Impact of the New ACC/AHA Guidelines on the Treatment of High Blood Cholesterol in a Managed Care Setting
Paul S Chan, MD, MSc, Heidi C. Lew, PharmD, Toros Cagla PhD, Brian K. Solow, MD, FAAFP, Karen M. Stockl, PharmD, Josephine N. Tran, PharmD, MS
In November 2013, the American College of Cardiology (ACC) and the American Heart Association (AHA) released together new clinical guidelines for the treatment of patients with high blood cholesterol. The 2013 guidelines provide a new paradigm for cholesterol management in the primary and secondary prevention of coronary artery disease (CAD)
Real-World Consequences of the 2013 ACC/AHA Cholesterol Guidelines for the Prevention of Cardiovascular Disease
Healthcare Costs Among Patients with Excessive Sleepiness Associated with Obstructive Sleep Apnea, Shift Work Disorder, or Narcolepsy
Rashad Carlton, PharmD, MSPH, Cathryn A. Carroll, PhD, Orsolya Lunacsek, PhD, Timothy S. Regan, BPharm, RPh, CPh
Excessive daytime sleepiness affects nearly 20% of the general population and is associated with many medical conditions, including shift work disorder (SWD), obstructive sleep apnea (OSA), and narcolepsy. Excessive sleepiness imposes a significant clinical, quality-of-life, safety, and economic burden on society.
Out-of-Pocket Cost of Therapy Can Affect Patients’ Excessive Sleepiness and Daytime Functioning
Lessons from the Leucovorin Shortages Between 2009 and 2012 in a Medicare Advantage Population: Where Do We Go from Here?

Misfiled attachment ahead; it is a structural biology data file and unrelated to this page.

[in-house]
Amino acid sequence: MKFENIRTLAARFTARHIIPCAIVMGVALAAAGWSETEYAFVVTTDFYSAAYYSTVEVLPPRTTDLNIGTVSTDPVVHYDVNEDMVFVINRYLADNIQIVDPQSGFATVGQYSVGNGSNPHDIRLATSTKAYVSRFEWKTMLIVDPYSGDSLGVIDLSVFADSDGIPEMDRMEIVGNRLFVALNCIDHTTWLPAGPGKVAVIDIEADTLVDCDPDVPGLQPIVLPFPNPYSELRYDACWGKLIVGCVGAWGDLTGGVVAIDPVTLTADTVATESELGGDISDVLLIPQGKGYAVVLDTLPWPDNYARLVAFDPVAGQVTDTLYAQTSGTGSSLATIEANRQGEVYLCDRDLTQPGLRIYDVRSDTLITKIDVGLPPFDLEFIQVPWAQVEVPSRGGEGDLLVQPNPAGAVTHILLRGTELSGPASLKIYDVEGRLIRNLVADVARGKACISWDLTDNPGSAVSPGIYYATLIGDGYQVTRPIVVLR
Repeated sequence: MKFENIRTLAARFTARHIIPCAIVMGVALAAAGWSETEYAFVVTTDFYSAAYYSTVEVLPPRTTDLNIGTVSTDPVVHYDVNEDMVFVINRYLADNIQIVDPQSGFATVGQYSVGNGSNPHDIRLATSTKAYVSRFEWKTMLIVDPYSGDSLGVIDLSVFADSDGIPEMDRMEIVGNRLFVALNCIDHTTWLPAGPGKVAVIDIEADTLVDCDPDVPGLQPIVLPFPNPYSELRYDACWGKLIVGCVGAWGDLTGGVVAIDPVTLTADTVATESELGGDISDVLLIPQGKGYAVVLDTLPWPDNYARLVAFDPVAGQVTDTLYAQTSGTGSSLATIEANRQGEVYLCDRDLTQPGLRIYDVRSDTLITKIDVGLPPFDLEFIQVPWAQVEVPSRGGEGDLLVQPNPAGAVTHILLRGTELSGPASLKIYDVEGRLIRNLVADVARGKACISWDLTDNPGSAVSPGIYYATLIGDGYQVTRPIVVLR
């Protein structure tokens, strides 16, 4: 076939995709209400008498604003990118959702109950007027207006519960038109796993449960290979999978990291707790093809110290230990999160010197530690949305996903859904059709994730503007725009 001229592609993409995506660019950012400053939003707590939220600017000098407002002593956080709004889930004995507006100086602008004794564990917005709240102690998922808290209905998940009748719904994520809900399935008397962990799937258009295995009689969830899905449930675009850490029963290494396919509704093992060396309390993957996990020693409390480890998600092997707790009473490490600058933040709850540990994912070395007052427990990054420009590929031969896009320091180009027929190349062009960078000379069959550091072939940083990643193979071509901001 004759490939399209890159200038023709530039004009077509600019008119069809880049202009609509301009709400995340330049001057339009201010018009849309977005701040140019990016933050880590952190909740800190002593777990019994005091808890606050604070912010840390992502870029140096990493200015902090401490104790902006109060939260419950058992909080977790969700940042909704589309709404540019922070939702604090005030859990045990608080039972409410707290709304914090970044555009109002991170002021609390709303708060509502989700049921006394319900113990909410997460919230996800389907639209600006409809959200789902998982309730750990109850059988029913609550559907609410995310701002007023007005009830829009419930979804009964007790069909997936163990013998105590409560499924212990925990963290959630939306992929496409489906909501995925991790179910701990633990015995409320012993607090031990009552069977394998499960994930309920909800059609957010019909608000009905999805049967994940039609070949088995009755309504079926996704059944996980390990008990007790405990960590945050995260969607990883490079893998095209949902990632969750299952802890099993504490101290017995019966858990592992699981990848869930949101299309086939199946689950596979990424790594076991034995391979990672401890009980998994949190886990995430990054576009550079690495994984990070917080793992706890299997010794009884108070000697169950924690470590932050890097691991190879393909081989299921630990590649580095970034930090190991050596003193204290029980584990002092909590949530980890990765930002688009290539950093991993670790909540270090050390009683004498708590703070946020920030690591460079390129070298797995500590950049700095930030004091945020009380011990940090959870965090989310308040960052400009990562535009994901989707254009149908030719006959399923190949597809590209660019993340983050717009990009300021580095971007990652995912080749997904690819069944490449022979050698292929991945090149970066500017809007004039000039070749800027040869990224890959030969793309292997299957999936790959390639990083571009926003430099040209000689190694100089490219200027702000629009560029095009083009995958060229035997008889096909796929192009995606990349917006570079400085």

Three distinct shortages of the generic drug leucovorin, a reduced form of folic acid used in several chemotherapy regimens, were reported by the US Food and Drug Administration (FDA) between 2008 and 2014. Levoleucovorin, an alternative therapy to leucovorin, failed to demonstrate superiority over leucovorin in clinical trials and is substantially more expensive.
Drug Shortages Are Costly to Patients and to Payers
Counterfeit drugs comprise an increasing percentage of the US drug market and even a larger percentage in less developed countries. Counterfeit drugs involve both lifesaving and lifestyle drugs.
The Hidden Market of Counterfeit Drugs a Concern for All Stakeholders
The Economic Burden of Ischemic Stroke and Major Hemorrhage in Medicare Beneficiaries with Nonvalvular Atrial Fibrillation: A Retrospective Claims Analysis
Understanding the economic implications of oral anticoagulation therapy requires careful consideration of the risks and costs of stroke and major hemorrhage. The majority of patients with atrial fibrillation (AF) are aged ≥65 years, so focusing on the Medicare population is reasonable when discussing the risk for stroke.
The Clinical Toll of Nonvalvular Atrial Fibrillation Poses Significant Economic Burden
The Impact of 5-HT3RA Use on Cost and Utilization in Patients with Chemotherapy- Induced Nausea and Vomiting: Systematic Review of the Literature
Michael S. Broder, MD, MSHS, Claudio Faria, PharmD, MPH, Annette Powers, PharmD, MBA, Jehangeer Sunderji, MD, Dasha Cherepanov, PhD
Individual studies have assessed the impact of standard prophylactic therapy with 5-hydroxytryptamine receptor antagonists (5-HT3RAs) for chemotherapy-induced nausea and vomiting (CINV) on cost and utilization, but no synthesis of the findings exists.